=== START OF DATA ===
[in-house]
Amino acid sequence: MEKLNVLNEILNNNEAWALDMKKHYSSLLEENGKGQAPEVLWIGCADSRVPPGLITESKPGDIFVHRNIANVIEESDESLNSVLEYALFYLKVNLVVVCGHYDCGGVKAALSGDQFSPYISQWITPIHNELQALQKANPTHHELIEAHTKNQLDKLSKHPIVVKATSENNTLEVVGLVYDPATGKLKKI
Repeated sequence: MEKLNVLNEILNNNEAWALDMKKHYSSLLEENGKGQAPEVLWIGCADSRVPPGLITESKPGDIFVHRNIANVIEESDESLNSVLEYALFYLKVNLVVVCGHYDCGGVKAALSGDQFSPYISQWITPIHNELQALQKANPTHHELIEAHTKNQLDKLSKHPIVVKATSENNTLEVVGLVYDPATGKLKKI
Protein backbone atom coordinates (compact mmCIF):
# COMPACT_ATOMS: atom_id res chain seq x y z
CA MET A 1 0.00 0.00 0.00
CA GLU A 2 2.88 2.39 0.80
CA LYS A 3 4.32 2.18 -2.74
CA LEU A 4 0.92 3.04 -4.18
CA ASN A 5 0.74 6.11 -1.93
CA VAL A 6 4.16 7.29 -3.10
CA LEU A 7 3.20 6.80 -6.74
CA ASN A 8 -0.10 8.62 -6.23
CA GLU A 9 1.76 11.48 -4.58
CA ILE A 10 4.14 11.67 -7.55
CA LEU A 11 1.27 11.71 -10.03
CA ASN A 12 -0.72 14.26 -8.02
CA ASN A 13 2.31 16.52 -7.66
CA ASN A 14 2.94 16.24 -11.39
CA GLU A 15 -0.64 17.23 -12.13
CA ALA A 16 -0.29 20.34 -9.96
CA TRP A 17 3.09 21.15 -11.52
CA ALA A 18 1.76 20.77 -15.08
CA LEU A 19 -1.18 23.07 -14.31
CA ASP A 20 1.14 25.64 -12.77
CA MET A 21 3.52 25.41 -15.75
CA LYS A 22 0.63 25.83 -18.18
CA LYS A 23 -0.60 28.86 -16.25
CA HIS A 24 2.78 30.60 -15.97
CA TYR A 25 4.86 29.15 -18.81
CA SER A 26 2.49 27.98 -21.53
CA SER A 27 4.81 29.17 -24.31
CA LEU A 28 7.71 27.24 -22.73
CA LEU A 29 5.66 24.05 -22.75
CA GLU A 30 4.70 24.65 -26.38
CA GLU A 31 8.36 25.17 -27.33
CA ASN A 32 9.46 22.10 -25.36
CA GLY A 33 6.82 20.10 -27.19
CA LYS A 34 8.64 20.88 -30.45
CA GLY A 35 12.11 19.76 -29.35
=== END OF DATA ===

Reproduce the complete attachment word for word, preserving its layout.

[in-house]
Amino acid sequence: MEKLNVLNEILNNNEAWALDMKKHYSSLLEENGKGQAPEVLWIGCADSRVPPGLITESKPGDIFVHRNIANVIEESDESLNSVLEYALFYLKVNLVVVCGHYDCGGVKAALSGDQFSPYISQWITPIHNELQALQKANPTHHELIEAHTKNQLDKLSKHPIVVKATSENNTLEVVGLVYDPATGKLKKI
Repeated sequence: MEKLNVLNEILNNNEAWALDMKKHYSSLLEENGKGQAPEVLWIGCADSRVPPGLITESKPGDIFVHRNIANVIEESDESLNSVLEYALFYLKVNLVVVCGHYDCGGVKAALSGDQFSPYISQWITPIHNELQALQKANPTHHELIEAHTKNQLDKLSKHPIVVKATSENNTLEVVGLVYDPATGKLKKI
Protein backbone atom coordinates (compact mmCIF):
# COMPACT_ATOMS: atom_id res chain seq x y z
CA MET A 1 0.00 0.00 0.00
CA GLU A 2 2.88 2.39 0.80
CA LYS A 3 4.32 2.18 -2.74
CA LEU A 4 0.92 3.04 -4.18
CA ASN A 5 0.74 6.11 -1.93
CA VAL A 6 4.16 7.29 -3.10
CA LEU A 7 3.20 6.80 -6.74
CA ASN A 8 -0.10 8.62 -6.23
CA GLU A 9 1.76 11.48 -4.58
CA ILE A 10 4.14 11.67 -7.55
CA LEU A 11 1.27 11.71 -10.03
CA ASN A 12 -0.72 14.26 -8.02
CA ASN A 13 2.31 16.52 -7.66
CA ASN A 14 2.94 16.24 -11.39
CA GLU A 15 -0.64 17.23 -12.13
CA ALA A 16 -0.29 20.34 -9.96
CA TRP A 17 3.09 21.15 -11.52
CA ALA A 18 1.76 20.77 -15.08
CA LEU A 19 -1.18 23.07 -14.31
CA ASP A 20 1.14 25.64 -12.77
CA MET A 21 3.52 25.41 -15.75
CA LYS A 22 0.63 25.83 -18.18
CA LYS A 23 -0.60 28.86 -16.25
CA HIS A 24 2.78 30.60 -15.97
CA TYR A 25 4.86 29.15 -18.81
CA SER A 26 2.49 27.98 -21.53
CA SER A 27 4.81 29.17 -24.31
CA LEU A 28 7.71 27.24 -22.73
CA LEU A 29 5.66 24.05 -22.75
CA GLU A 30 4.70 24.65 -26.38
CA GLU A 31 8.36 25.17 -27.33
CA ASN A 32 9.46 22.10 -25.36
CA GLY A 33 6.82 20.10 -27.19
CA LYS A 34 8.64 20.88 -30.45
CA GLY A 35 12.11 19.76 -29.35